Backgrounds: In India, fewer doctors work in rural areas than urban locations, despite having greater health needs for rural populations. At the same time, living conditions and work environment present many challenges in rural and underserved areas. Therefore, fostering and creating a congenial work environment is of paramount importance in rural areas. This study analyses living conditions, work environment, and the factors that influence the intention to stay among doctors in current posts of work in rural areas of Odisha state, India. Materials and Methods: A nonexperimental cross-sectional study design was conducted to collect data from 233 doctors working in rural health facilities in Odisha, India. The data were collected through a structured questionnaire and analyzed using SPSS version 18. The statistical significance of the association between variables was assessed using logistic regression. Results: The study of the investigated doctor showed that 57.6% of doctors wanted to stay and continue working in rural areas for the next 36 months. The logistic regression outlined that age, time travel (one way) to workplace, and work environment were the significant factors that are associated with intent to stay in rural areas. Conclusions: Formulating effective strategies to bring about improvement in work environment for doctors community working in rural regions should form a critical component of rural retention efforts.
Keywords: Doctors, India, intention to stay, living condition, Odisha, rural areas, work environment
|How to cite this article:
Behera MR, Prutipinyo C, Sirichotiratana N, Viwatwongkasem C. Living conditions, work environment, and intention to stay among doctors working in rural areas of Odisha state, India. Ann Trop Med Public Health 2018;11:70-7
|How to cite this URL:
Behera MR, Prutipinyo C, Sirichotiratana N, Viwatwongkasem C. Living conditions, work environment, and intention to stay among doctors working in rural areas of Odisha state, India. Ann Trop Med Public Health [serial online] 2018 [cited 2020 Aug 10];11:70-7. Available from: https://www.atmph.org/text.asp?2018/11/3/70/272549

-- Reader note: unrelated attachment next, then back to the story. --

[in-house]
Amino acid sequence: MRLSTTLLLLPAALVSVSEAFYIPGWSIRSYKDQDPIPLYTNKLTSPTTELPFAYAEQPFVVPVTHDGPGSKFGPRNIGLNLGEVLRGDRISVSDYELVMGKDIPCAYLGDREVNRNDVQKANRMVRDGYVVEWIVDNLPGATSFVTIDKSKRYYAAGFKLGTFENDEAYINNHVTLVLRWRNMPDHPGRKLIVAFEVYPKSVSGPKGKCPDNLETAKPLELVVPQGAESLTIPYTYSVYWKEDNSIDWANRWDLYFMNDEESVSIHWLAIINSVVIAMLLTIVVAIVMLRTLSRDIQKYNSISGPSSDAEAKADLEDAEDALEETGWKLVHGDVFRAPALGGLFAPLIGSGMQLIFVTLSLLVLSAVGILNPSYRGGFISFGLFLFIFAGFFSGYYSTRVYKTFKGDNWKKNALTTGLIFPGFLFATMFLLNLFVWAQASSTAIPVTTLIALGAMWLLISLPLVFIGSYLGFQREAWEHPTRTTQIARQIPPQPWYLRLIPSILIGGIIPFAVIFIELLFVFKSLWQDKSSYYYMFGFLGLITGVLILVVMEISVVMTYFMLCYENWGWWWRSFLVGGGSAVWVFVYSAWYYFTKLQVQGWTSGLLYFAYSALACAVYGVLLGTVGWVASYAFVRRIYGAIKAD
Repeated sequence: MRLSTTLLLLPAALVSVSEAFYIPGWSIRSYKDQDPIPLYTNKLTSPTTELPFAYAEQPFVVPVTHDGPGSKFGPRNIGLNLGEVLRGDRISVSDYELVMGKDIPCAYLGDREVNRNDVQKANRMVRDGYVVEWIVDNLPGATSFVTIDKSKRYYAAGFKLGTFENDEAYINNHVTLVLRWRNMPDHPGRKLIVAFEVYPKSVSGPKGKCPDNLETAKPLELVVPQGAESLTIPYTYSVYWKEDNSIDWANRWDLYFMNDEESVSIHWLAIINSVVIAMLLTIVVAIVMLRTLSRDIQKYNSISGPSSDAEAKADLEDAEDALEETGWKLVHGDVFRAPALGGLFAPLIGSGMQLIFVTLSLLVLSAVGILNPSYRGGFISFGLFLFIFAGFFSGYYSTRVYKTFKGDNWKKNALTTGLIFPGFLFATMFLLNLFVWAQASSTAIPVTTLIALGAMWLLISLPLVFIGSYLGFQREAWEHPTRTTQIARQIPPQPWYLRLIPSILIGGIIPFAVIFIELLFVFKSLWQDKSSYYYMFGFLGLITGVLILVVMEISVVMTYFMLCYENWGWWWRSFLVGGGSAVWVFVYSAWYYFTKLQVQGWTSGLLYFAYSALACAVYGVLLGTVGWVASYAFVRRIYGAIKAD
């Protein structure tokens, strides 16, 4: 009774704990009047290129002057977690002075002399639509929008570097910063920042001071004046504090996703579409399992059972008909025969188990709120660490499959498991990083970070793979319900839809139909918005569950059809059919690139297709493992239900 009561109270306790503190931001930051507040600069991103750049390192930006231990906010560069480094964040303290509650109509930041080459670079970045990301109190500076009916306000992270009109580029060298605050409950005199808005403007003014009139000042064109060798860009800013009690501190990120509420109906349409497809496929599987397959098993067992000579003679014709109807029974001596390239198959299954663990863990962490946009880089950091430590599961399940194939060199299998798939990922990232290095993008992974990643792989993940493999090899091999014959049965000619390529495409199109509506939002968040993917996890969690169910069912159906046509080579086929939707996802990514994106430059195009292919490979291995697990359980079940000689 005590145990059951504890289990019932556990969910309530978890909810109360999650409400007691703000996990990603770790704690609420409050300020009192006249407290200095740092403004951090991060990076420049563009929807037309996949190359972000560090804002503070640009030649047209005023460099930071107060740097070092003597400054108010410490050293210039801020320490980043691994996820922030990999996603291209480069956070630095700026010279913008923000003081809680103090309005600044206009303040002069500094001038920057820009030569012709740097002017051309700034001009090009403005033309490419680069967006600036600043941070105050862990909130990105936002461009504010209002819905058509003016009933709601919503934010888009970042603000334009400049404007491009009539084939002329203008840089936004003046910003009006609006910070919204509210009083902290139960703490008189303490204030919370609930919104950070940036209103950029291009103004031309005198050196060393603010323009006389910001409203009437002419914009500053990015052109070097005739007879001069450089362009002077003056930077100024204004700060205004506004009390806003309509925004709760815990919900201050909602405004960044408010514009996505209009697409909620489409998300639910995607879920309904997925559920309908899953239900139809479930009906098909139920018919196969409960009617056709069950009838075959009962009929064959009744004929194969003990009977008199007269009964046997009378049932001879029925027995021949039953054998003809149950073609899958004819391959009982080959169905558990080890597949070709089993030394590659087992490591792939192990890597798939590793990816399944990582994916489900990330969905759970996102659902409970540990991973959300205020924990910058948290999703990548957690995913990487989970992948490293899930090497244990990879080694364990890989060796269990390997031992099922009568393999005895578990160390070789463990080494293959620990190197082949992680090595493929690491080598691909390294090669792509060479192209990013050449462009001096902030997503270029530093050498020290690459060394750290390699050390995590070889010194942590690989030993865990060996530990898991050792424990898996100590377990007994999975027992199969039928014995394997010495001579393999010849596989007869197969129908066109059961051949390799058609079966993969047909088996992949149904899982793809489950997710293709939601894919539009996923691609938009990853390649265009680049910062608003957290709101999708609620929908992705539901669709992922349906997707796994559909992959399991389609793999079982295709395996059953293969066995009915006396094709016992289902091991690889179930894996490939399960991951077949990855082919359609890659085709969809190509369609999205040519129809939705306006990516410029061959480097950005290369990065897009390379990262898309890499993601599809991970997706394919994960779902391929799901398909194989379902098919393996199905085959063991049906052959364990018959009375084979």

Acute shortage of health-care professionals, especially physicians in rural and underserved areas, has become a key discussion among social and political circle of most countries. There is also geographic maldistribution of physicians within countries leading to poor functioning of health systems., Research evidence indicates that the availability of adequacy of health workforce is important for improving population health and better health outcomes.,, It is widely recognized that the physicians are the backbone of the health systems as they are frontline health managers for primary health care, yet the global deficit of physicians continues with significantly skewed distribution within the states of many countries.,,
The evidence suggested that the urban populations access more health care than rural areas.,, About 50% of the population in the world reside in rural areas, which is served by only 38% of nursing workforce and 24% of the medical doctors’ workforce. Further, the Sub-Saharan Africa has the lowest density of health-care professionals per capita of any region with the highest burden of disease., Moreover, the World Health Report of 2006 estimated that around 4.3 million health workers deficit worldwide combined with uneven geographical distribution of health workforce in underserved, remote, and rural areas., Such issues of iniquities in the rational distribution of physician workforce increase the global burden of disease and decrease performance of health system functions. The World Health Organization (WHO) has described “underserved areas” as: “geographical areas where populations have limited access to qualified health-care providers and quality health-care services. They include remote and rural areas, small or remote islands, urban slums, conflict and postconflict zones, refugee camps, minority and internally trained communities, and any place that has been severely affected by a major natural or man-made disaster (p. 10).” Further, there are 57 countries in the world that face critical shortage of human resources for health as indicated by the WHO, 2006 report. These countries have fewer than 2.3 doctors, nurses, and midwives per 1000 populations, which is believed to be too few to deliver basic health services that are needed to serve rural populations. In addition, evidence showed that many doctors prefer to work in city areas, thus leaving the remote locations that are underserved.,,, This raises the concern about the enormous differences in accessing health-care facilities in urban versus rural areas, highlighting the need for thorough research on the issue of remote, underserved, and rural areas.